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Queen Street Mosque
Tshwane (Pretoria), Gauteng



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25°44'42.81" S 28°11'28.31" E

The Pretoria mosque, built in 1928, stands where an older wood and iron structure (c 1898-1902) once stood. The common, but unconfirmed, wisdom is that it is the design of a Cape Muslim of Iranian extraction who used photographs and sketches of an Indian equivalent as a source of inspiration. It is oriented away from the street to satisfy the requirements of qiblah. Today it is walled in by tall buildings, so it stands in an opening isolated and unseen from the street.

The area of worship is a simple square. The minaret stands outside the southern corner across the junction of passages, thereby forming a diagonal which generates a second square. The treatment of the main space is simply by way of plastered mouldings between pilasters and arches over windows, similar to those of the Kerk Street mosque, Johannesburg. Decoration is restricted to a light balustrade of prefabricated concrete at parapet level. The pilasters transcend the balustrade and are topped by turban finials crowned with star and crescent. Above all this rises the fake onion dome placed on the roof structure.

The surround to the mihrab, built minbar, pilasters, heavy cornice and pressed steel ceiling constitute the decoration of the interior and complement the late Victorian phase of the architecture of Pretoria, which immediately took on Deco trappings as witnessed by the Libri Building (1935) on an adjacent stand. The design of the leaded glass windows harks between Art Nouveau and Art Deco, and as such is equally appropriate to a church, synagogue or dwelling of the period.

It is the minaret and enfolding ambulatory which are evocative of an Indian desire, so that having entered the complex this allusion persists in the memory. The multifoil cusped mouldings of the verandah arches reinforce the impression. In appearance and spirit the striving is for the character of the Divan-i Khas in Fathepur Sikri. While the symmetry of the Indian precedent is absent, at the entrance a symmetry can be read from the corner, with the minaret as focal point.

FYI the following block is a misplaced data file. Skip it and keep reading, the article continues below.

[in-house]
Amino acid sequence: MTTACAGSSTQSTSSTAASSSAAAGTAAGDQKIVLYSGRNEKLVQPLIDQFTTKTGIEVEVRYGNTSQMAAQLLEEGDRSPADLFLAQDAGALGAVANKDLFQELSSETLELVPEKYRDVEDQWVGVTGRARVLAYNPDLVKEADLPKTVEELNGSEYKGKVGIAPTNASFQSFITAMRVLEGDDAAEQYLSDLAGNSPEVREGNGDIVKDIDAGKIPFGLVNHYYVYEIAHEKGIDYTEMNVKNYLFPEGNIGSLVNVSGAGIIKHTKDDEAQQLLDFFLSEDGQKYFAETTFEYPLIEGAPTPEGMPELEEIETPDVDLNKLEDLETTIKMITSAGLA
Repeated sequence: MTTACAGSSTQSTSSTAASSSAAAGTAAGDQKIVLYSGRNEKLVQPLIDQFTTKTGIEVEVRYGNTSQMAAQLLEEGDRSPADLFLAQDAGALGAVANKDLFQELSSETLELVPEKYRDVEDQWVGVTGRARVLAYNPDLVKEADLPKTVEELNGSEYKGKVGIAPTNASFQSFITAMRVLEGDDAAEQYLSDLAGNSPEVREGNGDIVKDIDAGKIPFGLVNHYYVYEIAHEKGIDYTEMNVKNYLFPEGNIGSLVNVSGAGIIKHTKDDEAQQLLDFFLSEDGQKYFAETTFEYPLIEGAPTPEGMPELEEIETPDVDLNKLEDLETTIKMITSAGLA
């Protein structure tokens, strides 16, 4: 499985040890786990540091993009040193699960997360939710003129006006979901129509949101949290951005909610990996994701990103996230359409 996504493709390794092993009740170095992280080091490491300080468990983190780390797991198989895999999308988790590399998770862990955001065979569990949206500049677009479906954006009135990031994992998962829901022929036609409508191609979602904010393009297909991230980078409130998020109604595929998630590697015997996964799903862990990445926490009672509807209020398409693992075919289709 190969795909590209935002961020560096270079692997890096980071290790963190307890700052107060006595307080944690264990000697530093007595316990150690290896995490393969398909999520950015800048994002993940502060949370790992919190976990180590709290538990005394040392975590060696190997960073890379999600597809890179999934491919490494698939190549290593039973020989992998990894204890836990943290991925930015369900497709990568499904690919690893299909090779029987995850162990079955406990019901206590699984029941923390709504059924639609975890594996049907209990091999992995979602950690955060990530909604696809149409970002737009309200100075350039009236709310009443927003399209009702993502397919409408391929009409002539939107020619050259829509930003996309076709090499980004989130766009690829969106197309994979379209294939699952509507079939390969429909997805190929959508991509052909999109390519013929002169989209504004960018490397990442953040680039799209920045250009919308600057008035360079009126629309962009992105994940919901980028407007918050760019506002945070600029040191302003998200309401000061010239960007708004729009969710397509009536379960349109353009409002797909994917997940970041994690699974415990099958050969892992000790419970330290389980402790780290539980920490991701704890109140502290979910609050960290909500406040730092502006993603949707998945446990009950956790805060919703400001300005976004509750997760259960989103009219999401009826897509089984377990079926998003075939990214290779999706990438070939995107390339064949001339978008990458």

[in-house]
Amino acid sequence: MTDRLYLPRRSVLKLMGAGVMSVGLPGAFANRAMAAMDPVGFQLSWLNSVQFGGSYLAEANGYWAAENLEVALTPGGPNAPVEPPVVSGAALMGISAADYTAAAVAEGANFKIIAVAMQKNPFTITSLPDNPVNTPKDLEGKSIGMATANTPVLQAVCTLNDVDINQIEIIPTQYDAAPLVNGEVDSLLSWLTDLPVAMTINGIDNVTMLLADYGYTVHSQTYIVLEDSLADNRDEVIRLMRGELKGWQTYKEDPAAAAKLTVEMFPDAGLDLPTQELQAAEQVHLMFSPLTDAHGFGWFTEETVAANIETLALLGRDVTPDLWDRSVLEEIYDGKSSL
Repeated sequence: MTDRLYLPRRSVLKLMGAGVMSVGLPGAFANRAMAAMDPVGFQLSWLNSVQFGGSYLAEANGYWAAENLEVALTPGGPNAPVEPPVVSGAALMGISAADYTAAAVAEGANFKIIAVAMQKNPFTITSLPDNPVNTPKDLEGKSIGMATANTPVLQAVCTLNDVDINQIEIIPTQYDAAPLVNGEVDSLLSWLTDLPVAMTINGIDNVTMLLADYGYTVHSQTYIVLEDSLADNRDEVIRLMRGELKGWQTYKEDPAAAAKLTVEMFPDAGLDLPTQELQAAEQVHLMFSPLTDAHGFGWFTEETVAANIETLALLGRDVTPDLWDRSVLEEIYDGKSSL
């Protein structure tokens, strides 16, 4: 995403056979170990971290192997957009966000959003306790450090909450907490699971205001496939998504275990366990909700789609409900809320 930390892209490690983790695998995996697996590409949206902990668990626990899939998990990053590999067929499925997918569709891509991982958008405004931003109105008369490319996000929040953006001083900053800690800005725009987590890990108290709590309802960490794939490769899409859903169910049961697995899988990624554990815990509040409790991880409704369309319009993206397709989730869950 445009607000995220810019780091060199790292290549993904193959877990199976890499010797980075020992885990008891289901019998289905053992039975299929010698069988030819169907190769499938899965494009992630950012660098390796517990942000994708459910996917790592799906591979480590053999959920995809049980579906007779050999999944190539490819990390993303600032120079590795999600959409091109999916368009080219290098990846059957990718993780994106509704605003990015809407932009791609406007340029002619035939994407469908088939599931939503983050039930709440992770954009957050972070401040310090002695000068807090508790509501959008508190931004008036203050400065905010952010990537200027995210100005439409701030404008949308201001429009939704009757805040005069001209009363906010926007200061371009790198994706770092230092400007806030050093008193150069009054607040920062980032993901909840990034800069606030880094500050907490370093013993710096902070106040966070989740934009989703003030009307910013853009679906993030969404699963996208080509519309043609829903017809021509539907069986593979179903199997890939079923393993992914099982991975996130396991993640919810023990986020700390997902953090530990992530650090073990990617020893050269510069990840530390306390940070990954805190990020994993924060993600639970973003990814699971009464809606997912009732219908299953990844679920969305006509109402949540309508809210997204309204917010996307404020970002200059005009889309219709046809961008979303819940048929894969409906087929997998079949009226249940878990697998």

In principle the minaret cannot be distinguished from contemporary South African bell towers (for example those of the city halls of Durban or Cape Town), but in detail — ogee arch, corner finials, onion dome and fragmentation into a lightness of appearance — it is Indian and negates the classicisms of the larger city halls. The three decorative corner minarets are virtual replicas of those of the Juma Masgiedand in all but their positioning refer to forebears in Champanir(C15), Bijapur(C16-17), places Ahmedabad or Hyderabad in the Deccan (C16). The entirety is white-washed to a simplified whole.

The Pretoria mosque is the last of the large Indian mosques built in the country, although the desire, at far smaller scale in Ermelo and Delmas in the eastern Transvaal, manifests in those mosques built in the thirties and forties in Lydenburg and Zeerust. The oral history of this building emphasises the importance of the Pretoria mosque as precedent. According to one of the present trustees, M Tikly, a local contractor, Mr JM Koekemoer, appointed to build the Zeerust mosque, was first sent to Pretoria by the then trustees to examine the mosque in Queen Street, which then served as model.

All truncated references not fully cited below are those of Joanna Walker's original text and cited in full in the 'Bibliography' entry of the Lexicon.

Books that reference Queen Street Mosque

Fisher, RC, Le Roux, SW & Maré, E (Eds). 1998. Architecture of the Transvaal. Pretoria: UNISA. pg 128, 175-196, 128, 175-196, 214, 215, 216
Swart, Johan & Proust, Alain . 2019. Hidden Pretoria. Cape Town: Struik Lifestyle. pg 40-41